Thursday, May 18, 2017

An agency investigating a particular complaint on behalf of an employee may not, without prior notice to the employer, make broad findings of fact involving the employer's "over-all operations" and impose sanctions


An agency investigating a particular complaint on behalf of an employee may not, without prior notice to the employer, make broad findings of fact involving the employer's "over-all operations" and impose sanctions
MTA Bus Co. v New York State Div. of Human Rights, 2017 NY Slip Op 03903, Appellate Division, First Department

The New York State Division of Human Rights [SDHR] found that the MTA's policy of disqualifying all employees with bipolar disorder from working as a bus operator was an unlawful discriminatory act. The Division order MTA to pay a civil fine and penalty of $30,000. MTA appealed and the Appellate Division unanimously annulled the Division's decision and dismissed the complaint.

The Appellate Division noted that the record demonstrates, and the SDHR determined, that the "employee complainant" [Complainant], a bus operator, was placed on restricted duty for reasons unrelated to his alleged disability of bipolar disorder and ultimately terminated from his position. The record also indicated that Complainant had a "reckless driving record and that MTA dismissed him for his conduct in vandalizing three buses in passenger service." The court held that MTA "was justified" in terminating Complainant.

The court, however, said that rather than dismissing the complaint, SDHR proceeded to conclude that "[b]ecause MTA has a blanket policy disqualifying all employees with bipolar disorder from being appointed to, or remaining in, the Bus Operator position and passenger service, and because [MTA] does not individually assess the ability of those with bipolar disorder to perform the essential functions of the job, [MTA's] policy violates the Human Rights Law."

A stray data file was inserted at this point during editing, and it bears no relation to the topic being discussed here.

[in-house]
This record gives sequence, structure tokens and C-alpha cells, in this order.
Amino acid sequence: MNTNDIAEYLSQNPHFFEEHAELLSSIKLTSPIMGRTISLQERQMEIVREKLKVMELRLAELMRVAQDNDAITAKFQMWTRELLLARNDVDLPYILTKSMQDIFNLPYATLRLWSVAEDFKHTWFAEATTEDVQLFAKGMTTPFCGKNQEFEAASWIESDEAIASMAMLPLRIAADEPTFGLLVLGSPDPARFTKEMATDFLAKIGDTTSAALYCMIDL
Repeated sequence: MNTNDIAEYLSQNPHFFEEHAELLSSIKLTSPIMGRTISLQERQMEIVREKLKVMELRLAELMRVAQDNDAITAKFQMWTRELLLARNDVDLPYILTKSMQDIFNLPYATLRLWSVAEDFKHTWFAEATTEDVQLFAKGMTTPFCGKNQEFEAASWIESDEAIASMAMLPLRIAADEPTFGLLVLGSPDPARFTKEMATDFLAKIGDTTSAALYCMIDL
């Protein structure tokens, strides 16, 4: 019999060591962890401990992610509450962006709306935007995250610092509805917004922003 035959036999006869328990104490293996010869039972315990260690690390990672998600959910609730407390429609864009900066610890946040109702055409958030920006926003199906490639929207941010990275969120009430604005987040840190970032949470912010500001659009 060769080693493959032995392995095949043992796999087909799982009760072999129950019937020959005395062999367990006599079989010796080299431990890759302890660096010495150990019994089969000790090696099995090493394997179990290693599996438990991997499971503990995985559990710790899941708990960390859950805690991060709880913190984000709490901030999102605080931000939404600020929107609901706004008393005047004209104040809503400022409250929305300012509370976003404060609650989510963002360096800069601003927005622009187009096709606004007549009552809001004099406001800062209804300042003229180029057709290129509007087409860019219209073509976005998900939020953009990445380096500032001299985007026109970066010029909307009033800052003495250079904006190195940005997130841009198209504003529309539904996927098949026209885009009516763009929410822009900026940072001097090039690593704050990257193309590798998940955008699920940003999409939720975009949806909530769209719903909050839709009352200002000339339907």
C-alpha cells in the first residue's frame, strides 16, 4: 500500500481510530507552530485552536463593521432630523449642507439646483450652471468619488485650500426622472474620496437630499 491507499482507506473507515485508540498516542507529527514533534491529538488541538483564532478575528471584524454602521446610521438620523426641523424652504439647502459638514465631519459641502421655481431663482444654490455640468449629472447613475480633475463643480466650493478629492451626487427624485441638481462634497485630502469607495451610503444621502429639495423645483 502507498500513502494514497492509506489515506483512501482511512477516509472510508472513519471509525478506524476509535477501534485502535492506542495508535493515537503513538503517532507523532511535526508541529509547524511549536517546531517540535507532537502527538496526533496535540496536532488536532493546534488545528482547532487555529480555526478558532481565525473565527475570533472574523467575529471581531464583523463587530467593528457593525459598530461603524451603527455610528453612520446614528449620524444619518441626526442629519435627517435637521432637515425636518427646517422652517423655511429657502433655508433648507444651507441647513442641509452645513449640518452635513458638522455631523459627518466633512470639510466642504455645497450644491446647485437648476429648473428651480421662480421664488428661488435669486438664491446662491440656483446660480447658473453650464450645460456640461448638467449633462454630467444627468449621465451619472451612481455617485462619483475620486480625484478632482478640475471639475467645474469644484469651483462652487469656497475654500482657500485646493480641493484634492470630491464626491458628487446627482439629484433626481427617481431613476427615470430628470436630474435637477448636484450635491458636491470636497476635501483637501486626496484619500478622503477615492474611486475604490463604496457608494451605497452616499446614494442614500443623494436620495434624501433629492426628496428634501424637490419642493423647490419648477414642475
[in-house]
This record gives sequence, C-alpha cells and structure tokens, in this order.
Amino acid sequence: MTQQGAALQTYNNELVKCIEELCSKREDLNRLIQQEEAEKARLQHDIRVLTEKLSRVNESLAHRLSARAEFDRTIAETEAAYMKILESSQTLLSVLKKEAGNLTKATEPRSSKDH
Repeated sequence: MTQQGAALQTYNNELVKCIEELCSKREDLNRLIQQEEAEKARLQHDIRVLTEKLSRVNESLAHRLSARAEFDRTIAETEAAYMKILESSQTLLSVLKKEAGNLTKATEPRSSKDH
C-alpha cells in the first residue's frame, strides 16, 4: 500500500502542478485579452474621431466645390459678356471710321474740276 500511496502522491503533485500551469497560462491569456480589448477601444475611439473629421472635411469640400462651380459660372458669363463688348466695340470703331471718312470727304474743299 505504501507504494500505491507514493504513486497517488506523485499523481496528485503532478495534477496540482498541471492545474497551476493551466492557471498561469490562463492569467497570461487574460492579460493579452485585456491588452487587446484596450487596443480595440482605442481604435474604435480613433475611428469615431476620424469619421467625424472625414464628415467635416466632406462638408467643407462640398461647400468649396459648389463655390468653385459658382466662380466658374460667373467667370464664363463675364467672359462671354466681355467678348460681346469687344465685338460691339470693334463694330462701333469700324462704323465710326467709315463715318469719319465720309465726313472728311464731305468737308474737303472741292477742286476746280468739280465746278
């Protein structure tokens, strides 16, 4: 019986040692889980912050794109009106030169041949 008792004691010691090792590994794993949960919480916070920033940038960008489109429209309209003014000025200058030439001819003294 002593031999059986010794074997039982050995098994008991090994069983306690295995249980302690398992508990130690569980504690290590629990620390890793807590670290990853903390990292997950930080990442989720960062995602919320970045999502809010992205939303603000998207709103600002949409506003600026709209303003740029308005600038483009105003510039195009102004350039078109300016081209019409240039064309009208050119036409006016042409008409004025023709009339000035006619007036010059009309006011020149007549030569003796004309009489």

SDHR had not advised MTA that its policies with respect to the employment of individuals with a bipolar disorder were going to be reviewed. Such failure on the part of SDHR, said the court, denied MTA its right to due process.

The Appellate Division explained that although SDHR, its own motion, may investigate and file a complaint alleging discriminatory practices, it did not do in this instance. Rather, while investigating the bus operator's complaint, which was filed solely on his behalf and found that he had not been discriminated against, SDHR could not "and at the same time," make broad findings of fact and impose broad sanctions pertaining to MTA's "over-all operations."

The decision is posted on the Internet at:
http://www.nycourts.gov/reporter/3dseries/2017/2017_03903.htm


Handbooks focusing on State and Municipal Public Personnel Law continue to be available for purchase via the links provided below:

The Discipline Book at http://thedisciplinebook.blogspot.com/

A Reasonable Penalty Under The Circumstances at http://nypplarchives.blogspot.com

The Disability Benefits E-book: at http://section207.blogspot.com/

Layoff, Preferred Lists at http://nylayoff.blogspot.com/

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